The Way of Beauty

I am a B, so I am delighted that recent popes have called the Church to prioritize “the way of beauty” as the most fruitful way to invite people into a relationship with Christ. Why is this? In part, because much of the western world is now awash with moral relativism and subjectivism. If we try to evangelize by appealing to “the good,” many people will react by saying: “Don’t tell me what is good and what is not good. How dare you impose your morality on me!” Or if we lead with “the true,” the response will often be: “Hey, you have your truth, and I have mine. Leave me alone.” But beauty is different. Beauty simply washes over people, leaving them transformed. Think of when St. Peter beheld the divine light shining from Christ at the Transfiguration. He was overwhelmed by wonder and a desire to bask in the Lord’s beauty: “Master, it is good that we are here; let us make three tents, one for you, one for Moses, and one for Elijah” (Lk 9:33).

I once read the testimony of someone who converted to the Catholicism simply by picking up a coffee table book containing great Catholic art. It reminds me of a line in one of Dostoevsky’s novels, The Idiot: “I believe the world will be saved by beauty.”

Reflecting on my own spiritual journey, several encounters with beauty played a key role in my conversion at age 26. I was only attending Mass occasionally, and my sense of happiness was in decline. But as I plugged away at my doctoral thesis on the English poet, painter and engraver, William Blake – the beauty of one of his images pierced me. Blake had drawn a figure of a man standing before the cross of Christ in open-armed surrender. This pose planted a seed in my heart that came to fruition on St. Patrick’s Day in 1989. I was at an Irish concert and noticed a priest walk into the hall dressed in clerical attire. I perceived a beautiful light around him that prompted me to say a prayer as I fell asleep that night: “Lord, you take over.” God heard this prayer of surrender in a big way.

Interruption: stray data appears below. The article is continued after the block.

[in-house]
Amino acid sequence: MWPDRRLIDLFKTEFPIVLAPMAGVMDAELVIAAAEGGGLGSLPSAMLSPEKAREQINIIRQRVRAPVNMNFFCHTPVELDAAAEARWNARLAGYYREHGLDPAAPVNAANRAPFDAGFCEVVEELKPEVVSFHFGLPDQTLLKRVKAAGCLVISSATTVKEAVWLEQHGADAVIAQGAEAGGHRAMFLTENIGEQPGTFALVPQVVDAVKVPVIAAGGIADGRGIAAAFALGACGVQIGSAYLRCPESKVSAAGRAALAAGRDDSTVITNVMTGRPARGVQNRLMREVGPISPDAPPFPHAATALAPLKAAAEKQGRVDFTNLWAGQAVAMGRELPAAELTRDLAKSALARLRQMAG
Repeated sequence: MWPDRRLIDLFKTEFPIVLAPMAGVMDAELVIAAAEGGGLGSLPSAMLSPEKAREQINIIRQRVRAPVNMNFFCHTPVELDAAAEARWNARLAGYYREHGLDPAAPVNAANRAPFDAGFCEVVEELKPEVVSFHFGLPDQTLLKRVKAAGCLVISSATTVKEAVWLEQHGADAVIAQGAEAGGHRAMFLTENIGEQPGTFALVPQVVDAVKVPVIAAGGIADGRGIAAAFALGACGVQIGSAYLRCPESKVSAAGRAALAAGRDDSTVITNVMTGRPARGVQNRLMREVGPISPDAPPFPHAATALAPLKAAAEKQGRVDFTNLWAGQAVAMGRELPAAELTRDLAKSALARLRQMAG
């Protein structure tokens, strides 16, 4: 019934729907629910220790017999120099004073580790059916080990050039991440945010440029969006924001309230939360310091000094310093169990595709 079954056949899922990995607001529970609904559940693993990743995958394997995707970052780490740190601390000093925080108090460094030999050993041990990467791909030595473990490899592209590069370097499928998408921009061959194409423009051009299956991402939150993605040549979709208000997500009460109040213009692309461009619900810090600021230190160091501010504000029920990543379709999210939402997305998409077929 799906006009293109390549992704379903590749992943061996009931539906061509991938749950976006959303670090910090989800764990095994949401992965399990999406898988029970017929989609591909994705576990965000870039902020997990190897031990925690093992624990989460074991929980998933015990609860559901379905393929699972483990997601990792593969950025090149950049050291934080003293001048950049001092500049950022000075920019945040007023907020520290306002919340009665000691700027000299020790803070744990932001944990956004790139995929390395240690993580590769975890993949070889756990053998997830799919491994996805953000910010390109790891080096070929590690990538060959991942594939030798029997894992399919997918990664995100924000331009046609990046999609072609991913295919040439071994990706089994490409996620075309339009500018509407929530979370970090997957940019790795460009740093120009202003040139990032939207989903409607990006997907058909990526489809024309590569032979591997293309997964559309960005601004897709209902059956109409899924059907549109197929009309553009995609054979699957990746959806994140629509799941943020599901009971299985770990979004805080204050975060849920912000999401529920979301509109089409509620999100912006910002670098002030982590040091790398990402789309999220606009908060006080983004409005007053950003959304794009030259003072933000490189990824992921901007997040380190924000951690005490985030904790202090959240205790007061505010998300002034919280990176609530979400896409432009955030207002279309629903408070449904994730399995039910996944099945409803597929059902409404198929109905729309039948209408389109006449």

The next morning, out of the blue, my old Notre Dame classmate called me from Syracuse and asked, “Can my wife and I drive to Buffalo to pay you a visit?” When they arrived, I was struck by the beauty in their eyes. Their gaze shone with a peace and joy that I knew I lacked.

Dave and Elissa explained that they had just returned from Medjugorje in the former Yugoslavia (now Bosnia-Herzegovina) where, starting in 1981, a group of young people have claimed to receive visits and messages from Mary, the Queen of Peace. (Although the Church still has not given a definitive judgment about whether these claimed Marian apparitions are worthy of belief, in 2019 Pope Francis authorized dioceses and parishes to organize pilgrimages as an acknowledgment of the "abundant fruits of grace" that have come from Medjugorje.)

My friends showed me a book on Medjugorje that contained some photographs. When I looked at a photo of the youth at the moment when they claimed to see and hear the Virgin Mary, something about their beautiful faces convicted me that I needed to fully practice the Faith I was raised in. When my friends invited me to go to Mass with them the next day, I said “yes.” It happened to be Palm Sunday and during the reading of Christ’s Passion, a torrent of grace washed over me. I turned to my friends and whispered, “I think I’m called to serve Christ and his Church.”

I have never been the same since…thanks to the merciful Lord whom St. Augustine calls, “Beauty ever ancient, ever new!”

Dr. Dan Osborn is the Diocesan Theologian and Coordinator of Permanent Diaconate Formation & Ministry for the Diocese of Saginaw.